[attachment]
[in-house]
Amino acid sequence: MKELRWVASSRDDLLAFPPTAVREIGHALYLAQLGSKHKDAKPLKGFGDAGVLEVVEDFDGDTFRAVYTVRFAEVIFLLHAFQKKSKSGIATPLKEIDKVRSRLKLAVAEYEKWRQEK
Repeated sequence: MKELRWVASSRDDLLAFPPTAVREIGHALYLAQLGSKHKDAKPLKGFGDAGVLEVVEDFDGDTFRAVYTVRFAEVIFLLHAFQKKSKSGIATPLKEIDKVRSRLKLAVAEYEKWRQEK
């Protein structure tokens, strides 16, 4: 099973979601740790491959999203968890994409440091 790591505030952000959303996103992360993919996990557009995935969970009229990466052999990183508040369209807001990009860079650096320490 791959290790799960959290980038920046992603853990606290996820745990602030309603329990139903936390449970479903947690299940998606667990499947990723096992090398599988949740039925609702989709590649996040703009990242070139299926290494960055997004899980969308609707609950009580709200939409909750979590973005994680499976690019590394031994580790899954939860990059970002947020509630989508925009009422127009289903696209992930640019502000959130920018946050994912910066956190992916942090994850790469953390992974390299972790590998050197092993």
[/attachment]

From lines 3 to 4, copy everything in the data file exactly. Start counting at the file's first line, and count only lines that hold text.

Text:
Repeated sequence: MKELRWVASSRDDLLAFPPTAVREIGHALYLAQLGSKHKDAKPLKGFGDAGVLEVVEDFDGDTFRAVYTVRFAEVIFLLHAFQKKSKSGIATPLKEIDKVRSRLKLAVAEYEKWRQEK
């Protein structure tokens, strides 16, 4: 099973979601740790491959999203968890994409440091 790591505030952000959303996103992360993919996990557009995935969970009229990466052999990183508040369209807001990009860079650096320490 791959290790799960959290980038920046992603853990606290996820745990602030309603329990139903936390449970479903947690299940998606667990499947990723096992090398599988949740039925609702989709590649996040703009990242070139299926290494960055997004899980969308609707609950009580709200939409909750979590973005994680499976690019590394031994580790899954939860990059970002947020509630989508925009009422127009289903696209992930640019502000959130920018946050994912910066956190992916942090994850790469953390992974390299972790590998050197092993």